The newbie's guide to copyright

— What —
is copyright?

Copyright grants a set of exclusive rights to the creator of an original work, enabling them to control how others use their works.

This means that a work can not be copied, distributed, adapted, performed, or used in any other way that violates those exclusive rights without the creator's prior consent.

Copyright is one of two types of intellectual property rights. The other is industrial property rights, which covers properties such as patents and trademarks.

Further reading: Intellectual property

— What —
types of rights are protected by copyright?

ECONOMIC RIGHTS

Creators' economic rights are protected by copyright, enabling them to receive compensation for other people using their work. This stems from the utilitarian rationale.

MORAL RIGHTS

Creators' moral rights are also protected, ensuring that they are credited appropriately, and that their work and the integrity of their work is preserved. These rights stem from the author protection rationale.

"The Pirate Publisher—An International Burlesque that has the Longest Run on Record" by Joseph Ferdinand Keppler, published in the February 24, 1886, issue of Puck, highlights the state of copyright laws during the late 19th century. Source

— How —
is copyright applied to my work?

Do I have to register my work every time I create something new?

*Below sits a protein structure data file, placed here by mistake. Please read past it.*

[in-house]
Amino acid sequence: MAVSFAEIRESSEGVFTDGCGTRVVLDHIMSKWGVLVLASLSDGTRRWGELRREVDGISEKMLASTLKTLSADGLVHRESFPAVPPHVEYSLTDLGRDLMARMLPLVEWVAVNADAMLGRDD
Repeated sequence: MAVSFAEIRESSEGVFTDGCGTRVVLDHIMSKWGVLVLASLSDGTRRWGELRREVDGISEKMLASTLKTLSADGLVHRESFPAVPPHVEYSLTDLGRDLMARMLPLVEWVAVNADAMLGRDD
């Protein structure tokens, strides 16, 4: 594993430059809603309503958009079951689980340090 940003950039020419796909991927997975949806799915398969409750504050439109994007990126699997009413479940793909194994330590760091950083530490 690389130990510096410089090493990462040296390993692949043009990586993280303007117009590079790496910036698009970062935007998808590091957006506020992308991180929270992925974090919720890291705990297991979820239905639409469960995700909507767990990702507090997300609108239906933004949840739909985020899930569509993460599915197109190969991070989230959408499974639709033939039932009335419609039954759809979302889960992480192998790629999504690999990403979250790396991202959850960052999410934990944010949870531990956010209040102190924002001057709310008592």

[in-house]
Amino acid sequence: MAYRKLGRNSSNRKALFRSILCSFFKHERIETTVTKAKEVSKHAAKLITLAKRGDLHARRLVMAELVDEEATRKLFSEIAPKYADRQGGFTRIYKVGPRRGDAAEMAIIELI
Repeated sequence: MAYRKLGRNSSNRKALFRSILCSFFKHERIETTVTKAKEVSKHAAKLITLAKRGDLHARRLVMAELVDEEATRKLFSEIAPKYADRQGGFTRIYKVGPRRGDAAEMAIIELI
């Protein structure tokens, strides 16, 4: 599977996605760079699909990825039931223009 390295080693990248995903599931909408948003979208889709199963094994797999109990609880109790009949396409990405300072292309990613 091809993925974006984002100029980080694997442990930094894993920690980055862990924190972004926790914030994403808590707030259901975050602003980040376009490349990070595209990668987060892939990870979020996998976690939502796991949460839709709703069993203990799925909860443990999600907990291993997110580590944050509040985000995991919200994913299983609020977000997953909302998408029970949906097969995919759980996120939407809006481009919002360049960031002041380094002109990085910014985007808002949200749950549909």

Copyright applies to any original work (meaning it is unique and not a copy of someone else's work) from the moment it has been created (or "fixed", meaning it has been recorded in some way and is not just an idea). You do not need to register for protection—as soon as it has been created, your work belongs to you.

— What —
is the public domain?

The public domain consists of creative works that are not subject to copyright. It pools together all works that are freely available without use restrictions (meaning everyone can everyone to copy, share, and adapt these works), from which new creativity and knowledge can be built.

A work enters the public domain in one of four ways:

  1. Its copyright expires.

  2. It was never entitled to copyright protection.

  3. Its creator dedicates the work to the public domain before the copyright has expired.

  4. Its copyright holder has failed to comply with formalities to acquire or maintain their copyright.

A word of caution: because different countries approach copyright differently, issues might arise with when a work enters the public domain in a particular state.

Further reading: Countries' copyright lengths

— Why —
is copyright needed?

The argument for copyright is based on two different rationales: the utilitarian rationale and the author protection rationale.

UTILITARIAN RATIONALE

If a creator's work is protected, it incentivizes them to create new works.

AUTHOR PROTECTION RATIONALE

Copyrighting something ensures that its integrity is maintained and attribution is given to its creator.

— What —
is copyrightable?

Although the ideas in a work do not need to be original, any form of expression that is an original creation is copyrightable. This includes:

  • Literary and artistic works, such as books and other writings, speeches, lectures, drawings and paintings, photographs, and movies.
  • Translations, adaptations, musical arrangements, and alterations of literary and artistic works.
  • Collections of literary and artistic works, such as encyclopedias and anthologies.
  • (Depending on the region) applied art and industrial designs and models, and software.

— What —
is not copyrightable?

Copyright does not protect facts or ideas, only the expression of these facts or ideas.

For example, you can copyright a map of the Earth, but not its topography, so anyone can make a map of the Earth.